Why Customer Service - It costs you five times as much to win a new customer than to keep a current one.

Service given with a smile. Pixabay: Pub Domain CC02
Service given with a smile. Pixabay: Pub Domain CC02 | Source

Customer Service On The Phone.

It is common for a customer to quickly regress to impatience or even to angry frustration when speaking to a Customer Service Officer on the phone. The reason is simple. That customer has probably been stewing for a while on an annoying glitch - as he or she sees it - in what your company does or does not do.

It may be a small glitch, or maybe even less, but the Customer has had many a frustration that day and that small glitch tipped the balance.

You simply can NOT solve the problem for your caller while she/he is in that state, so the best method is to first calm down your customer, using the J curve method.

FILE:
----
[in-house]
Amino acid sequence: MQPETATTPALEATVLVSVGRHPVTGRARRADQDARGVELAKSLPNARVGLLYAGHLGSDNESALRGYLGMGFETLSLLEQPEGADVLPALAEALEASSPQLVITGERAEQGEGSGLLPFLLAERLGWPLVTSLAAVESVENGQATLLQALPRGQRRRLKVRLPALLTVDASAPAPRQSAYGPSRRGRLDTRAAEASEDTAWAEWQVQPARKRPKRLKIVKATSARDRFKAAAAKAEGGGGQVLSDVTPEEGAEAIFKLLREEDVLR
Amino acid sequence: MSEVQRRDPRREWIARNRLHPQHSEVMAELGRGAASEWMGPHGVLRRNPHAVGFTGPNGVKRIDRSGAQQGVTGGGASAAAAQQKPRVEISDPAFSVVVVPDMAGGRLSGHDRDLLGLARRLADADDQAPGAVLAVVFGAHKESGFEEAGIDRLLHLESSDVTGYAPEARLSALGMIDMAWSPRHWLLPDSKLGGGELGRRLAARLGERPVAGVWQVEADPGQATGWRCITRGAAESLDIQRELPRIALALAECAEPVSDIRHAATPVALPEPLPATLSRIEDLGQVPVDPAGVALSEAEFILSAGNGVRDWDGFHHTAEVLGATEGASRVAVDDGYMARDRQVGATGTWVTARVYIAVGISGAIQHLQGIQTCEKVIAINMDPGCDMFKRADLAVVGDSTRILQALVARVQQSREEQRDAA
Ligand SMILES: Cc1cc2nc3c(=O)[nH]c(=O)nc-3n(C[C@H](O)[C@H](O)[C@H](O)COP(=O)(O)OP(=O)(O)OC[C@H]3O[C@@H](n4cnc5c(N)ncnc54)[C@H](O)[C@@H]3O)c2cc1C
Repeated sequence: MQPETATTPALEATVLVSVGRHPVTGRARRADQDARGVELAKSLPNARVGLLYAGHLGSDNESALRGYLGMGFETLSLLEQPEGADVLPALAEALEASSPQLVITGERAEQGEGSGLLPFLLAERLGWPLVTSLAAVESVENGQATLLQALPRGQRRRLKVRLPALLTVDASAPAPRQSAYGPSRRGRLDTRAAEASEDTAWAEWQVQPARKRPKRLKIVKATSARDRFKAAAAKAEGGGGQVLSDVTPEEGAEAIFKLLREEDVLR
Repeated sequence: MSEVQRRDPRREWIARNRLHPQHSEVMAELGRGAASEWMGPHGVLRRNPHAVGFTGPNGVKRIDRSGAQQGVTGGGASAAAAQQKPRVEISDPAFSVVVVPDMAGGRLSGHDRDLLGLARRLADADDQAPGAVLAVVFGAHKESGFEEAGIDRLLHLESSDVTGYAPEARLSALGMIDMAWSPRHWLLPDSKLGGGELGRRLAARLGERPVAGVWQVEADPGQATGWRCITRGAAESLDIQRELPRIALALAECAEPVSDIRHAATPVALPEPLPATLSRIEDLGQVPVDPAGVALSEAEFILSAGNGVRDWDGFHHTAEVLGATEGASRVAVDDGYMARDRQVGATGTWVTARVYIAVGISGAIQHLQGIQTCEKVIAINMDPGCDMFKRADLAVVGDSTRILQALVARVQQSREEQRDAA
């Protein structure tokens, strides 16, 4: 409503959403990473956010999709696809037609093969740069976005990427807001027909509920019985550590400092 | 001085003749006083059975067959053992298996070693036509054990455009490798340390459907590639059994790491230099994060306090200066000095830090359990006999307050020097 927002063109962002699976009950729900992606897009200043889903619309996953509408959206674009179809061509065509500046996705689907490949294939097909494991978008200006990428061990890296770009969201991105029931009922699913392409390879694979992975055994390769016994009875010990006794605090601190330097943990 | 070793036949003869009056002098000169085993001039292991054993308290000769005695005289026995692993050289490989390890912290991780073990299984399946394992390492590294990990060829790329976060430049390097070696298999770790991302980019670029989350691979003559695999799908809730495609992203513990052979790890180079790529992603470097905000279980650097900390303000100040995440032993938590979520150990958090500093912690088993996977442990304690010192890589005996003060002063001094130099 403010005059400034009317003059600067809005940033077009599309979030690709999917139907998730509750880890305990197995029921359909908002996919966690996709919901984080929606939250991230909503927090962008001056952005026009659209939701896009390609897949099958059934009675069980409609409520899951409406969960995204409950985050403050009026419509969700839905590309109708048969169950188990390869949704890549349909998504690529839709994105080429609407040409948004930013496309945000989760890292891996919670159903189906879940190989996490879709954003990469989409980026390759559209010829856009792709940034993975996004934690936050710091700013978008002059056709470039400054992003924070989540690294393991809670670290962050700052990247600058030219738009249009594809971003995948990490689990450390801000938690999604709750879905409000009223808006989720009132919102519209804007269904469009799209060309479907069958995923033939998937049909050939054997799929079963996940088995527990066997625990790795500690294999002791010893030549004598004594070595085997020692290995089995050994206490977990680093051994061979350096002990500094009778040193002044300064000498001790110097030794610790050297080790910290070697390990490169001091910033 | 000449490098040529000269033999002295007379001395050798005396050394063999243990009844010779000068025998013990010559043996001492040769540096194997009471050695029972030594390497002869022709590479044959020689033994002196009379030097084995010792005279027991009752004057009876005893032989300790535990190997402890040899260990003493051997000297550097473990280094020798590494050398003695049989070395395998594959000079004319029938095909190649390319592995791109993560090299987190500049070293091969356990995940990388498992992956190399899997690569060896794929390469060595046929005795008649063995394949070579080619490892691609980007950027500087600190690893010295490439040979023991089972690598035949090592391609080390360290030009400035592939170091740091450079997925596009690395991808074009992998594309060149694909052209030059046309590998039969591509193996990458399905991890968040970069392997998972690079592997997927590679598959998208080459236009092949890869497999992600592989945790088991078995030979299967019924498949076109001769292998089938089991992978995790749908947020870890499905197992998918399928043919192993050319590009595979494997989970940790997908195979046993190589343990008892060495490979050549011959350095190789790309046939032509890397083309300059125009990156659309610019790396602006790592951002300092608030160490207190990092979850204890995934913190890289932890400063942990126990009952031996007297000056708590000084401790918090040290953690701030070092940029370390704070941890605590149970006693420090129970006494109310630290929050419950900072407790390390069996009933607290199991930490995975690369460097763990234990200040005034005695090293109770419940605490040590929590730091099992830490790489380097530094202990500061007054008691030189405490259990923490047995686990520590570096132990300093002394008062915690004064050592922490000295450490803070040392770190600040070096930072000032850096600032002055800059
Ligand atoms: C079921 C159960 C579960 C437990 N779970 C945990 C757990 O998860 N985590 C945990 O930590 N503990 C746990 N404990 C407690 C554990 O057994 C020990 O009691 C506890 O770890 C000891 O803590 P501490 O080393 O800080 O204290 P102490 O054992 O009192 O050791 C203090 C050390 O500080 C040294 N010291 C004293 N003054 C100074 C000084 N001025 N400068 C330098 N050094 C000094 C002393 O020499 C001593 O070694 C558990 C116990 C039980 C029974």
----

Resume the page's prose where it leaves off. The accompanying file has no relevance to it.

Imagine there is a big J curve in the air in front of you, and you are both holding on to the shaft. You slither down some, and your caller will follow, a bit more and more until you are down to the arc at the bottom where you can both sway on a see-saw, matching push for pull etc. . . When you get there, you can exchange information without barriers.

So, you really need to LISTEN very carefully. From time to time you do the vocal equivalent of nodding your head by simply voicing the "Hmm. ." or " Yes, of course". When your caller stops, give it 2-3 seconds before you speak.

If you have questions, you can pose the first one, and wait for the answer before you speak.